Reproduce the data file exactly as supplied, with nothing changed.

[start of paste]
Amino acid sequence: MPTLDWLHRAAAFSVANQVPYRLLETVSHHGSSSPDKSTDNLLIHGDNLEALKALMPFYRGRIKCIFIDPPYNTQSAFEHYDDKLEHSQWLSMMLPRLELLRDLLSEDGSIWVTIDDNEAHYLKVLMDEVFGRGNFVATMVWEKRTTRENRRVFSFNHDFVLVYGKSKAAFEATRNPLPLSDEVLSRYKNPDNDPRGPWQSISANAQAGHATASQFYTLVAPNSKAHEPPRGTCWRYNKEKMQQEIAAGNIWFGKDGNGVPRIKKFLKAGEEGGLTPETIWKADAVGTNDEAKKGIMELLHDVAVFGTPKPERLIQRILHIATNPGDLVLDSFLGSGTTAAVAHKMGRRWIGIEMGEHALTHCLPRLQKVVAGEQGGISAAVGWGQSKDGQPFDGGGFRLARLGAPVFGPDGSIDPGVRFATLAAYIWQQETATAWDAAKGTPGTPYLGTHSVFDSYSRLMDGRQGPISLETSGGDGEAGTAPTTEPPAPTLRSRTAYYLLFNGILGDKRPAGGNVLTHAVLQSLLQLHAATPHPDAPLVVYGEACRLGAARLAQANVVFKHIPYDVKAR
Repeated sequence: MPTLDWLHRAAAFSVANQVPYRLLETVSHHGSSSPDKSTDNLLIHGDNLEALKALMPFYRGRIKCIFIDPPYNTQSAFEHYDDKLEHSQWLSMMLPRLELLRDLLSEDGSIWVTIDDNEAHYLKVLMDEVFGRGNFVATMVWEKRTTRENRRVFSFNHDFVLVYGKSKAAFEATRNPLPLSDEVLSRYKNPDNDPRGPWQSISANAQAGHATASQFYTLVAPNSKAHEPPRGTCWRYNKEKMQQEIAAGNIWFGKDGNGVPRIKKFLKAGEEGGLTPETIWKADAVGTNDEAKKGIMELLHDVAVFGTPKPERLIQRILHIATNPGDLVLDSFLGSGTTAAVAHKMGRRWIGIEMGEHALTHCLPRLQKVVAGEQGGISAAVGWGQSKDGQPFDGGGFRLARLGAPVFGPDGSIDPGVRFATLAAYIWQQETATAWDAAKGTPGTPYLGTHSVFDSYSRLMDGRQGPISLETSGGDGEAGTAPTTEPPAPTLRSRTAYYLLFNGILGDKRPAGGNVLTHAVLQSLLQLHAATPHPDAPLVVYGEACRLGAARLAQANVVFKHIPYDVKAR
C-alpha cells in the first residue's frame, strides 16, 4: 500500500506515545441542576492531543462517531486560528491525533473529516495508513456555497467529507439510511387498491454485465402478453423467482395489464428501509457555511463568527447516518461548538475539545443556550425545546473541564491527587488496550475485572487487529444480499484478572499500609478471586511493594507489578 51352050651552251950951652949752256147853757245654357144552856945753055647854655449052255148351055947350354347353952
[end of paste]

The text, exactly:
Amino acid sequence: MPTLDWLHRAAAFSVANQVPYRLLETVSHHGSSSPDKSTDNLLIHGDNLEALKALMPFYRGRIKCIFIDPPYNTQSAFEHYDDKLEHSQWLSMMLPRLELLRDLLSEDGSIWVTIDDNEAHYLKVLMDEVFGRGNFVATMVWEKRTTRENRRVFSFNHDFVLVYGKSKAAFEATRNPLPLSDEVLSRYKNPDNDPRGPWQSISANAQAGHATASQFYTLVAPNSKAHEPPRGTCWRYNKEKMQQEIAAGNIWFGKDGNGVPRIKKFLKAGEEGGLTPETIWKADAVGTNDEAKKGIMELLHDVAVFGTPKPERLIQRILHIATNPGDLVLDSFLGSGTTAAVAHKMGRRWIGIEMGEHALTHCLPRLQKVVAGEQGGISAAVGWGQSKDGQPFDGGGFRLARLGAPVFGPDGSIDPGVRFATLAAYIWQQETATAWDAAKGTPGTPYLGTHSVFDSYSRLMDGRQGPISLETSGGDGEAGTAPTTEPPAPTLRSRTAYYLLFNGILGDKRPAGGNVLTHAVLQSLLQLHAATPHPDAPLVVYGEACRLGAARLAQANVVFKHIPYDVKAR
Repeated sequence: MPTLDWLHRAAAFSVANQVPYRLLETVSHHGSSSPDKSTDNLLIHGDNLEALKALMPFYRGRIKCIFIDPPYNTQSAFEHYDDKLEHSQWLSMMLPRLELLRDLLSEDGSIWVTIDDNEAHYLKVLMDEVFGRGNFVATMVWEKRTTRENRRVFSFNHDFVLVYGKSKAAFEATRNPLPLSDEVLSRYKNPDNDPRGPWQSISANAQAGHATASQFYTLVAPNSKAHEPPRGTCWRYNKEKMQQEIAAGNIWFGKDGNGVPRIKKFLKAGEEGGLTPETIWKADAVGTNDEAKKGIMELLHDVAVFGTPKPERLIQRILHIATNPGDLVLDSFLGSGTTAAVAHKMGRRWIGIEMGEHALTHCLPRLQKVVAGEQGGISAAVGWGQSKDGQPFDGGGFRLARLGAPVFGPDGSIDPGVRFATLAAYIWQQETATAWDAAKGTPGTPYLGTHSVFDSYSRLMDGRQGPISLETSGGDGEAGTAPTTEPPAPTLRSRTAYYLLFNGILGDKRPAGGNVLTHAVLQSLLQLHAATPHPDAPLVVYGEACRLGAARLAQANVVFKHIPYDVKAR
C-alpha cells in the first residue's frame, strides 16, 4: 500500500506515545441542576492531543462517531486560528491525533473529516495508513456555497467529507439510511387498491454485465402478453423467482395489464428501509457555511463568527447516518461548538475539545443556550425545546473541564491527587488496550475485572487487529444480499484478572499500609478471586511493594507489578 51352050651552251950951652949752256147853757245654357144552856945753055647854655449052255148351055947350354347353952